Fill Your Day With Joy With A New Lunchbox And Thermos When Seeing “Inside Out 2” At Alamo Drafthouse

Those excited for Pixar’s Inside Out 2 can add a little joy to their tickets at at Alamo Drafthouse with a limited-edition lunchbox and thermos!

What’s Happening:

  • Feeling some ennui lately? No need to be embarrassed, it happens to the best of us. The good news is that Alamo Drafthouse has an easy solution – to  just add a limited-edition Inside Out 2 Lunchbox & Thermos to your advance ticket order.
  • Once received, you can be filled with Joy thanks to the custom art designed by Alamo Drafthouse’s own Chris Bilheimer.
  • To get your hands on the lunchbox and thermos, follow the steps provided by Alamo Drafthouse:
    • Add a lunchbox to your online ticket order for Inside Out 2
    • Stop by the box office before your showtime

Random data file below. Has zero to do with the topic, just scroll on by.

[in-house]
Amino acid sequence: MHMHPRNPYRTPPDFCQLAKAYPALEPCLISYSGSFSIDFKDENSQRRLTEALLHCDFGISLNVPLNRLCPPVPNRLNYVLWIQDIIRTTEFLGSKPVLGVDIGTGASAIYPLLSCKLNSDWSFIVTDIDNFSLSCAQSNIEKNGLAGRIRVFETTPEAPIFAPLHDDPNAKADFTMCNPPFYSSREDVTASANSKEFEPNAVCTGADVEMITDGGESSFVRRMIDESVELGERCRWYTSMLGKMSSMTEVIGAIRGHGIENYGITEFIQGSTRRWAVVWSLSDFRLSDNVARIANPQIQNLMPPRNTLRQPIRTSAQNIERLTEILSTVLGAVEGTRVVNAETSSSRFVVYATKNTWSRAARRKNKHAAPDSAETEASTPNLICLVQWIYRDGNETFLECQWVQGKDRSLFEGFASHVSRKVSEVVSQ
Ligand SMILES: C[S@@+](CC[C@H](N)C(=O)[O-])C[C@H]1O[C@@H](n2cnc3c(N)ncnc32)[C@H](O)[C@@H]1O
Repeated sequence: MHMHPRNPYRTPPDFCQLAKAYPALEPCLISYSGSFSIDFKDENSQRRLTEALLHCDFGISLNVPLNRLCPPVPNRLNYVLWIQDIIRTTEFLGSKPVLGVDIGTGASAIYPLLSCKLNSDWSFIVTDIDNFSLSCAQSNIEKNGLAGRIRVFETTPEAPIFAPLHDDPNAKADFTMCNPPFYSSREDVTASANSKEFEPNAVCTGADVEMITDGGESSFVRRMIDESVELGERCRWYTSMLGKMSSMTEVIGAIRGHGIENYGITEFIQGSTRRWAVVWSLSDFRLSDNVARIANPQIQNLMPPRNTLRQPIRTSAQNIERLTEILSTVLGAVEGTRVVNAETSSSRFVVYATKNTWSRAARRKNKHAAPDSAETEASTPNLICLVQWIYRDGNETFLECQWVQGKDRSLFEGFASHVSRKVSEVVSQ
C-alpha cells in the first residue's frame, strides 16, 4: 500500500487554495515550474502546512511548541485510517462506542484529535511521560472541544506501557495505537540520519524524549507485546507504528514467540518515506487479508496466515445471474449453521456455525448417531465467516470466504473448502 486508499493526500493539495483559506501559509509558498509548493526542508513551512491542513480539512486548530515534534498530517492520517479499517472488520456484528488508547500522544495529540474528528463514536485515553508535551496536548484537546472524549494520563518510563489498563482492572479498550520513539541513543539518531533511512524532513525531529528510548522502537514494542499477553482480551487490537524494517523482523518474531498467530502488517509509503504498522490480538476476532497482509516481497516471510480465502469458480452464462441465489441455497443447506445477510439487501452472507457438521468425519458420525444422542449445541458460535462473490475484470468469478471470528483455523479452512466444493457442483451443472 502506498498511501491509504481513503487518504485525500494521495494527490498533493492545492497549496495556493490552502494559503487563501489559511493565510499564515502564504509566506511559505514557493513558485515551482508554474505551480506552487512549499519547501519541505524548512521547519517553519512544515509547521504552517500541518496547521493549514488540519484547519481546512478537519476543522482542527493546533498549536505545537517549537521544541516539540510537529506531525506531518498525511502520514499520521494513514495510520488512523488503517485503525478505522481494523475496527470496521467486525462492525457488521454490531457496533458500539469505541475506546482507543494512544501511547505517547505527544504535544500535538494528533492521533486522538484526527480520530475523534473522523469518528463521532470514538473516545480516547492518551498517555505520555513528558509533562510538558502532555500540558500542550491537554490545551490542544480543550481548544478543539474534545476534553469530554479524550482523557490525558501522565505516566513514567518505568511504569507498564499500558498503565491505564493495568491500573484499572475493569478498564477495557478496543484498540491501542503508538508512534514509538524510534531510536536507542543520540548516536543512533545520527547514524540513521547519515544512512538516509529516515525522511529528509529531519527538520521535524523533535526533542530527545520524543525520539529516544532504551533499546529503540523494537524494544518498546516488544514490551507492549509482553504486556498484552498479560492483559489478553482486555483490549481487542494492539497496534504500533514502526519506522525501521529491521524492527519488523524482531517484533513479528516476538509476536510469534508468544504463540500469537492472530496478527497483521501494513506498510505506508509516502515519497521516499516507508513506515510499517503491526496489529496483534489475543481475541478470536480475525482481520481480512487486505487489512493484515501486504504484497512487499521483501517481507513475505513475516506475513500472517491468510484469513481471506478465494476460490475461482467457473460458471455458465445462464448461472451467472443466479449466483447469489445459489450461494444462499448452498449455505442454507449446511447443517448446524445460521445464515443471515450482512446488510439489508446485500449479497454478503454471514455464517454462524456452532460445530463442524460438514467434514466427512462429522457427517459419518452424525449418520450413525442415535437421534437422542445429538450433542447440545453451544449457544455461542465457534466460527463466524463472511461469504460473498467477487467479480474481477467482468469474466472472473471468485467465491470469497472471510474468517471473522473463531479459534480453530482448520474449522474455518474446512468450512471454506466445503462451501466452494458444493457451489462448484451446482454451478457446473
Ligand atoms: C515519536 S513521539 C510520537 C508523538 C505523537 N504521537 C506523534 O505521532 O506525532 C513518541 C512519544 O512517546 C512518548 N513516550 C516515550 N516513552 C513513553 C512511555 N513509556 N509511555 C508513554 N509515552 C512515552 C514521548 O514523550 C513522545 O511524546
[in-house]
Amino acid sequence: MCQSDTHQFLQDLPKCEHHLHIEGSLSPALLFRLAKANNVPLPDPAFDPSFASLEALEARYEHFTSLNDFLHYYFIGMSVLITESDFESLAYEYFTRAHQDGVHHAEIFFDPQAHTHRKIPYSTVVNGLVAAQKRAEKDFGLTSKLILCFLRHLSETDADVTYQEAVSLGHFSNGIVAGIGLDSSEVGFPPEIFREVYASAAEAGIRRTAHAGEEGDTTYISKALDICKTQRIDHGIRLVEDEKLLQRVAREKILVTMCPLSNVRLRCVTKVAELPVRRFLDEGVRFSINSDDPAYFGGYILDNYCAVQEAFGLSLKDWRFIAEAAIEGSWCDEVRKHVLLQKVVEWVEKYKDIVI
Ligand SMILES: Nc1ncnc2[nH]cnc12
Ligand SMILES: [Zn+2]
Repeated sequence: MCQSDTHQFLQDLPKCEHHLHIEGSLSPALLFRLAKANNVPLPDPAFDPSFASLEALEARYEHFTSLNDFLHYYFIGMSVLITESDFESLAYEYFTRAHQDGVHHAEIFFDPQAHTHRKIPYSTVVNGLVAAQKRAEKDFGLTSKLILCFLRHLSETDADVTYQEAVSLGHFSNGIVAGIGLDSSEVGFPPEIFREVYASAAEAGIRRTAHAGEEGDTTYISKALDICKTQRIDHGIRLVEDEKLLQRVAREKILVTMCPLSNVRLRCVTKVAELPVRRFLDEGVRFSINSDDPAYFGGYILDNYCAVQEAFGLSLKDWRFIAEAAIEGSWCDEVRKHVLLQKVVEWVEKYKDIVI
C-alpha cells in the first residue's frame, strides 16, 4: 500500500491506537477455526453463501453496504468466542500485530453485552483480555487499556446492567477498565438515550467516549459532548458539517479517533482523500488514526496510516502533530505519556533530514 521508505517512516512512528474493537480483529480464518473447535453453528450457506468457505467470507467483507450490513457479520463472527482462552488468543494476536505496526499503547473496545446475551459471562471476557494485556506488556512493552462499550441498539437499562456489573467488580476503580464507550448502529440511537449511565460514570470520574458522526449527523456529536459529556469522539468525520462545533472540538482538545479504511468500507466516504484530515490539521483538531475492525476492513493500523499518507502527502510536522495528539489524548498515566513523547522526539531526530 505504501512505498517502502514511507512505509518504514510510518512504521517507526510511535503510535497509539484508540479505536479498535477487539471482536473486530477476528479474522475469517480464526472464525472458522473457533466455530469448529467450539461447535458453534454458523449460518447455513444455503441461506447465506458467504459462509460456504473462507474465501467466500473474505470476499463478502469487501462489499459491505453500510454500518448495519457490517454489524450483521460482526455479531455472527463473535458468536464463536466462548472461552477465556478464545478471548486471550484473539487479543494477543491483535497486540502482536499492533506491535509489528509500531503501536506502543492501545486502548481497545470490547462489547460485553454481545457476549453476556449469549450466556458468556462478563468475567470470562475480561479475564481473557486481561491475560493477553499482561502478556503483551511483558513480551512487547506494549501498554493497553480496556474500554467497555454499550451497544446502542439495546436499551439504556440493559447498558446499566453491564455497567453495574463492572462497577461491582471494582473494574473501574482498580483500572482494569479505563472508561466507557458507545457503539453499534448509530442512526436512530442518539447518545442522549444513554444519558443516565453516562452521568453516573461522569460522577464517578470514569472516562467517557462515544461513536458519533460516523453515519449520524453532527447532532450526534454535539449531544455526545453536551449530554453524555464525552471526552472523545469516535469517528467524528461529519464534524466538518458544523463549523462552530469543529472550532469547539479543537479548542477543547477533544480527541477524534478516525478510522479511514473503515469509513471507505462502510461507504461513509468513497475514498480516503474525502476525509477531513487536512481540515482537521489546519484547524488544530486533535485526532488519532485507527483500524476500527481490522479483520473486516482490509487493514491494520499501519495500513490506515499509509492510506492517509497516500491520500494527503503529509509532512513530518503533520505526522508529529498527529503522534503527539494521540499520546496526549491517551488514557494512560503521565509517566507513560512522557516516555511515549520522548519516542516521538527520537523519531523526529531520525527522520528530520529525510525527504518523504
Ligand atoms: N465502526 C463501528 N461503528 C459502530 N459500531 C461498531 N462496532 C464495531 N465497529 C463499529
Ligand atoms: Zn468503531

• Show your confirmation email to the concierge
    • Alamo Drafthouse will print your movie ticket and give you your lunchbox.
  • This offer is available while supplies last, with a limit of one per cart. Pre-order is available at participating locations only, and the lunchbox purchase is void if ticket is refunded. Lunchbox must be picked up within 30 days of showtime or lunchbox is forfeited.
  • From the emotionally intelligent minds at Pixar Animation Studios comes a look inside one of the most chaotic, unpredictable places imaginable – the teenage mind. After reconciling their differences in the original Inside Out, Joy (Amy Pohler), Sadness (Phyllis Smith), and the rest of the emotions have brought harmony to Riley’s mind, until the instant Riley turned 13. Now the newly minted teenager will have to contend with a whole new emotional spectrum as Anxiety (Maya Hawke), Envy (Ayo Edebiri), Embarrassment (Paul Walter Hauser), and Ennui (Adèle Exarchopoulos) take control.
  • Pixar Animation Studio’s Inside Out 2 arrives in theaters everywhere on June 14th.

Laughing Place recommends for all your Disney travel planning
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Tony Betti
Originally from California where he studied a dying artform (hand-drawn animation), Tony has spent most of his adult life in the theme parks of Orlando. When he’s not writing for LP, he’s usually watching and studying something animated or arguing about “the good ole’ days” at the parks.